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Australasian Human Research Ethics Consultancy Services Pty Ltd (AHRECS)

The Ethics of Political Science Research and Teaching in MENA – (Conference | 2015)0

Posted by Admin in on May 19, 2017

9-11 June 2015, Rabat, Morocco

Funded by the American Political Science Association MENA Program and Carnegie Corporation of New York, the LSE Middle East Centre and King Mohammed V University in Rabat co-hosted a workshop on ‘The Ethics of Political Science Research and Teaching in MENA’. A discussion was held between researchers and scholars facing shared challenges, in terms of human subject protection, identity of the researcher, increased state surveillance, working in conflict areas and with vulnerable people. Participants also shared best practices of teaching political science inside the region. The workshop follows on the efforts of POMEPS at George Washington University.

A workshop bibliography is available to download. Memos by most of the workshop participants were posted on our blog, with links below.

View event web site

A Guide to Professional in Political Science (Guidelies: APSA | 2012)0

Posted by Admin in on May 19, 2017

Political scientists share problems in common with practitioners of other scholarly disciplines. They also frequently encounter ethical problems unique to their professional concerns. The purpose of this Guide is to provide an authoritative statement of ethical principles for political scientists, particularly for those newly entering the profession.
In 1967 the APSA created a committee with a broad mandate to explore matters “relevant to the problems of maintaining a high sense of professional standards and responsibilities.” That committee, chaired by Marver H. Bernstein1, published its report, “Ethical Problems of Academic Political Scientists,” in the summer 1968 issue of PS. An enduring contribution of this committee was the development of a written code consisting of twenty-one rules of professional conduct. The Bernstein Report, as it came to be called, also recommended the appointment of a Standing Committee on Professional Ethics and such a committee was duly created in 1968.
The title, the work, and the jurisdiction of the Standing Committee have been in a process of continuous evolution since that time. Its original jurisdiction, for example, did not include individual cases. The Committee was at first envisaged as an educational body to “protect the rights of political scientists” by the issuance of advisory opinions to guide the professional behavior of political scientists. Twenty-three advisory opinions have been adopted since the Committee was established.

Read the guidelines

Friday afternoon’s funny – How research ethics committees got started0

Posted by Admin in on May 19, 2017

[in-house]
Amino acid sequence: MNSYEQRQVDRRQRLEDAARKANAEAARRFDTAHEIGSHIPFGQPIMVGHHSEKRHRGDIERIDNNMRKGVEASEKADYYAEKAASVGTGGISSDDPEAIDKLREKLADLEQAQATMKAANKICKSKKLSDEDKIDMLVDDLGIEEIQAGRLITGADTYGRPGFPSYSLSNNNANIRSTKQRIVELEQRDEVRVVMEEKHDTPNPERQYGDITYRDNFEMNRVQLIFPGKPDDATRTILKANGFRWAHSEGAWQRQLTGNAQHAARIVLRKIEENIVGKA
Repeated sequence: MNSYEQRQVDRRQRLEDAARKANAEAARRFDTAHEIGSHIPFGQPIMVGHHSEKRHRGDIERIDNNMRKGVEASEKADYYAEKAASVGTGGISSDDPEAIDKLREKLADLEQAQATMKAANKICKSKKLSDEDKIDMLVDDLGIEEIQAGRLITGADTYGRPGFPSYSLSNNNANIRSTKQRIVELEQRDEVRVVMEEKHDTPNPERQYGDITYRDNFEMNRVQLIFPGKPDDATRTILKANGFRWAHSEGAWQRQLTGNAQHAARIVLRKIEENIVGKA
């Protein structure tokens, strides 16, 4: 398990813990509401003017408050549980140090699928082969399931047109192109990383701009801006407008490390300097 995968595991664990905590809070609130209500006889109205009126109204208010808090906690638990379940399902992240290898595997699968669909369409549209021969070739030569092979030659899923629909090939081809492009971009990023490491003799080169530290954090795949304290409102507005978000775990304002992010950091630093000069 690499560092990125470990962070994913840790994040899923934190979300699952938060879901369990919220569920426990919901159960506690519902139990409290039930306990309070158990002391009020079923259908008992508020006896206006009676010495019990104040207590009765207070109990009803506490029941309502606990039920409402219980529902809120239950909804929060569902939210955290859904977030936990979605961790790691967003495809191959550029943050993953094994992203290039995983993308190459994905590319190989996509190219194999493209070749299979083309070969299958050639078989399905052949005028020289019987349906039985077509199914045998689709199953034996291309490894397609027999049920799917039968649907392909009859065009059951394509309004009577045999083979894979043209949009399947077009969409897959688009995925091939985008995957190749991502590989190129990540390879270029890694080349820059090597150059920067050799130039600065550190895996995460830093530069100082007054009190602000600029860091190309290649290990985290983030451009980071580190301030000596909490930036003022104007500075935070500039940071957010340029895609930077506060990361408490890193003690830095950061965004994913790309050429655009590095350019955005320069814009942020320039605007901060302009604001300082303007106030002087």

Cartoon by Don Mayne

Oh there is sooooo much we could say about the matters alluded to by this chuckle-worthy cartoon. Indeed really reflecting on those matters has pretty much been at the core of our professional, academic and consultancy work these last few decades.

First, Do No Harm: The US Sexually Transmitted Disease Experiments in Guatemala (Papers: Michael Rodriguez and Robert García | 2013)0

Posted by Admin in on May 18, 2017


Consolidated information about horrifying US research conducted in Guatemala in the late Forties around the same time the Nuremberg War Trials were underway. The project involved deception, lack of genuine consent, intentional infection (and reinfection) with STDs, participation of minors, people living with a mental illness and Indigenous people. There is evidence to suggest the researchers conducted the work in Guatemala precisely because the researchers knew they would never be able to conduct the research in mainland US. It was 2011 before the US made an official apology about this staggering case.

Beginning in 1946, the United States government immorally and unethically—and, arguably, illegally—engaged in research experiments in which more than 5000 uninformed and unconsenting Guatemalan people were intentionally infected with bacteria that cause sexually transmitted diseases. Many have been left untreated to the present day.
Although US President Barack Obama apologized in 2010, and although the US Presidential Commission for the Study of Bioethical Issues found the Guatemalan experiments morally wrong, little if anything has been done to compensate the victims and their families.
We explore the backdrop for this unethical medical research and violation of human rights and call for steps the United States should take to provide relief and compensation to Guatemala and its people.

Rodriguez MA, & García R. (2013). First, Do No Harm: The US Sexually Transmitted Disease Experiments in Guatemala. American Journal of Public Health, 103(12), 2122–2126.
Publisher (open access):

Also read
2014 paper by Barry Lyons
2015 video recording of a lecture by Daniel Sulmasy
Link to 2011 Presidential Commission report (PDF)